A Guide to Choosing Sustainable Papers

Paper Roll
Paper Factory Colours
Paper Factory Colours
Paper Factory Colours

It can be hard to know where to start when it comes to choosing a sustainable paper. Which one is best for my project? Which one reflects the values of my brand? And just how 'sustainable' are these materials, anyway?

Thankfully, our Insight team have compiled a handy checklist for you to reference when selecting a paper for your next design, branding or packaging project. Think of this as a manual that's useful for people and planet alike.

We have divided this list into six steps, to allow you to better understand a material's ecological footprint and, in turn, make the right choice for you. These include the paper's fibre source (or sources), the making process, energy sources, water consumption, carbon emissions and recyclability. Taken together, they cover the entire lifecycle of the material.

Source of Fibre
Paper is made from cellulose fibres. These can originate from a range of sources, from the traditional (wood) to the less traditional (cotton, bamboo, leather, fruit peels or grass).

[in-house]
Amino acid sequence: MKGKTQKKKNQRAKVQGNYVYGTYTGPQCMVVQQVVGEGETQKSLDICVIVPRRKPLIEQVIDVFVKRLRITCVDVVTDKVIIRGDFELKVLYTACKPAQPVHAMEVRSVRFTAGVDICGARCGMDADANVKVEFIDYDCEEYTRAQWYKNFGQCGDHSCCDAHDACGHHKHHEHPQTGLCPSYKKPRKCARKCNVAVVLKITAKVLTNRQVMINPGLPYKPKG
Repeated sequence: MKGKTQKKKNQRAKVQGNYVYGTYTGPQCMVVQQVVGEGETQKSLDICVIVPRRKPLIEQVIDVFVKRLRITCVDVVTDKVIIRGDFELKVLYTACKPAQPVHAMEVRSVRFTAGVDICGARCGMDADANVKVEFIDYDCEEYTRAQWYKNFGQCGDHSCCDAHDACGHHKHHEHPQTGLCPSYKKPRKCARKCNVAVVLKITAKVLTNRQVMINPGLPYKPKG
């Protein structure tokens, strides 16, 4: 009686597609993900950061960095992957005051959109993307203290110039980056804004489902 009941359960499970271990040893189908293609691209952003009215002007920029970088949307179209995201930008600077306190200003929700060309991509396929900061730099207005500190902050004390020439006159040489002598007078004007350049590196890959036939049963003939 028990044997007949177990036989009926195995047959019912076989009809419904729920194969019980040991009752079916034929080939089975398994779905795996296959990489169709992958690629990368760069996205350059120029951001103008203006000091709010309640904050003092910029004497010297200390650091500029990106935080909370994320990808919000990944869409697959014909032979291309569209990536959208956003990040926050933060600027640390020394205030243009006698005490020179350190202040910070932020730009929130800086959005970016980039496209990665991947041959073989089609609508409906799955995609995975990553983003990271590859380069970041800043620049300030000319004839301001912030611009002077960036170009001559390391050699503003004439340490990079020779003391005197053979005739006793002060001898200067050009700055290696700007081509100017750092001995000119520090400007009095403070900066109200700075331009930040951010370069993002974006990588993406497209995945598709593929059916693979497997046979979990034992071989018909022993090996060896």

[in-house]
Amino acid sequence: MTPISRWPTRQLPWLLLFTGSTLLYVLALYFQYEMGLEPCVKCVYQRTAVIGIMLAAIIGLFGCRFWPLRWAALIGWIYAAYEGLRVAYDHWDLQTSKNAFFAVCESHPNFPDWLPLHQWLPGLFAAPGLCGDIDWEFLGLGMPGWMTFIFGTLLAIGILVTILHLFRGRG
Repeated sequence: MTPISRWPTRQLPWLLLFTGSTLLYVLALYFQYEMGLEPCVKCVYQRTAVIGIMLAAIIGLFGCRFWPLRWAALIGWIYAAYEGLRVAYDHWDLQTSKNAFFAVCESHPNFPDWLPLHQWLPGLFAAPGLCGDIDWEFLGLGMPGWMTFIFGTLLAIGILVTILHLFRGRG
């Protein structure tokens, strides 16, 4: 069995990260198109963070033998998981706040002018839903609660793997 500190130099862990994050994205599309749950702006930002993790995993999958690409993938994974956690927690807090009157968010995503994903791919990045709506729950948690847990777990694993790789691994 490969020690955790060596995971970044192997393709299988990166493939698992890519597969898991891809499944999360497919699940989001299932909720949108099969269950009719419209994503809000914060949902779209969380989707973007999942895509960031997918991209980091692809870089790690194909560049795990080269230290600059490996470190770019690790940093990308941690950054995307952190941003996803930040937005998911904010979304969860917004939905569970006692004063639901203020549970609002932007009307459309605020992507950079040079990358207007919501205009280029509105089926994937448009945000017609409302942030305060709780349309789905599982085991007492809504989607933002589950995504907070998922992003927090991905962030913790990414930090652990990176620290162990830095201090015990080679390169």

In general, virgin fibres (i.e. new pulp) will tend to be stronger, lighter and longer – properties that directly correlate to the durability of the finished material and a more 'premium' feel. For this reason, many papers that utilise by-products or alternative sources of fibre will still contain a large proportion of virgin fibre.

From a sustainability perspective, regardless of whether a paper contains virgin fibre, by-products or recycled content, it's important to consider where these raw materials have come from. Can it be traced back to source? What is its country and region of origin? How were these raw materials harvested?